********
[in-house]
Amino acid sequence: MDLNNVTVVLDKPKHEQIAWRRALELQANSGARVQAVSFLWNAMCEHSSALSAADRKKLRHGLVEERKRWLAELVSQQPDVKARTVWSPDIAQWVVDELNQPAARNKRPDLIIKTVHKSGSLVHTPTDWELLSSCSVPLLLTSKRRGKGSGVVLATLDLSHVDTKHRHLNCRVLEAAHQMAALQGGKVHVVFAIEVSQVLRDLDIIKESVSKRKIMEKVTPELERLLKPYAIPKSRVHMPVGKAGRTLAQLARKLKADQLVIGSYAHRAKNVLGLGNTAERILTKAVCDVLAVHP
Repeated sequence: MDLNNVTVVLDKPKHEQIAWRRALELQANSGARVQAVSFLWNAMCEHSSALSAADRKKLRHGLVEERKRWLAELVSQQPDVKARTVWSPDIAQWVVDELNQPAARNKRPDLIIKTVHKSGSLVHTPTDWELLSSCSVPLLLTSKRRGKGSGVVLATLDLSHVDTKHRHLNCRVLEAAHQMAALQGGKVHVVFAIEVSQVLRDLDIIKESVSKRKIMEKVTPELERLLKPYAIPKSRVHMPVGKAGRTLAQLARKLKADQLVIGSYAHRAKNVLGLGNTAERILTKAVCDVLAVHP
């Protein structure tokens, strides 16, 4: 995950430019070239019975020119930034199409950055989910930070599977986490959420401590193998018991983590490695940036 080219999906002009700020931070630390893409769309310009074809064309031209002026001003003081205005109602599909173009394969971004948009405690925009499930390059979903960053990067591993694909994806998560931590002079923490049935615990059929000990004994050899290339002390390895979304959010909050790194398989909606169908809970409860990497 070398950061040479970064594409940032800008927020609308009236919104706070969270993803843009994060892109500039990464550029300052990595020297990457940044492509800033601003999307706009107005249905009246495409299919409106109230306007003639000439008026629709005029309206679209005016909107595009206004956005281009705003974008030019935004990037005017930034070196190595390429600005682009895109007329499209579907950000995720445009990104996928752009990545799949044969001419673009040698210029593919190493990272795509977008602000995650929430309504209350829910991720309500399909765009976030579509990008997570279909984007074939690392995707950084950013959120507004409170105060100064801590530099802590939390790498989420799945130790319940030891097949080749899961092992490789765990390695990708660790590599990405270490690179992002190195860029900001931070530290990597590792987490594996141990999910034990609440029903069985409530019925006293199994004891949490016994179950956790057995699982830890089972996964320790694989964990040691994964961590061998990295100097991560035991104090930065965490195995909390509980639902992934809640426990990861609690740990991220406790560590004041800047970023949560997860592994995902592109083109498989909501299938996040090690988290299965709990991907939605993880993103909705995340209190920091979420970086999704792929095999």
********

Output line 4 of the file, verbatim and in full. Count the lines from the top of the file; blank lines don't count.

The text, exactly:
């Protein structure tokens, strides 16, 4: 995950430019070239019975020119930034199409950055989910930070599977986490959420401590193998018991983590490695940036 080219999906002009700020931070630390893409769309310009074809064309031209002026001003003081205005109602599909173009394969971004948009405690925009499930390059979903960053990067591993694909994806998560931590002079923490049935615990059929000990004994050899290339002390390895979304959010909050790194398989909606169908809970409860990497 070398950061040479970064594409940032800008927020609308009236919104706070969270993803843009994060892109500039990464550029300052990595020297990457940044492509800033601003999307706009107005249905009246495409299919409106109230306007003639000439008026629709005029309206679209005016909107595009206004956005281009705003974008030019935004990037005017930034070196190595390429600005682009895109007329499209579907950000995720445009990104996928752009990545799949044969001419673009040698210029593919190493990272795509977008602000995650929430309504209350829910991720309500399909765009976030579509990008997570279909984007074939690392995707950084950013959120507004409170105060100064801590530099802590939390790498989420799945130790319940030891097949080749899961092992490789765990390695990708660790590599990405270490690179992002190195860029900001931070530290990597590792987490594996141990999910034990609440029903069985409530019925006293199994004891949490016994179950956790057995699982830890089972996964320790694989964990040691994964961590061998990295100097991560035991104090930065965490195995909390509980639902992934809640426990990861609690740990991220406790560590004041800047970023949560997860592994995902592109083109498989909501299938996040090690988290299965709990991907939605993880993103909705995340209190920091979420970086999704792929095999």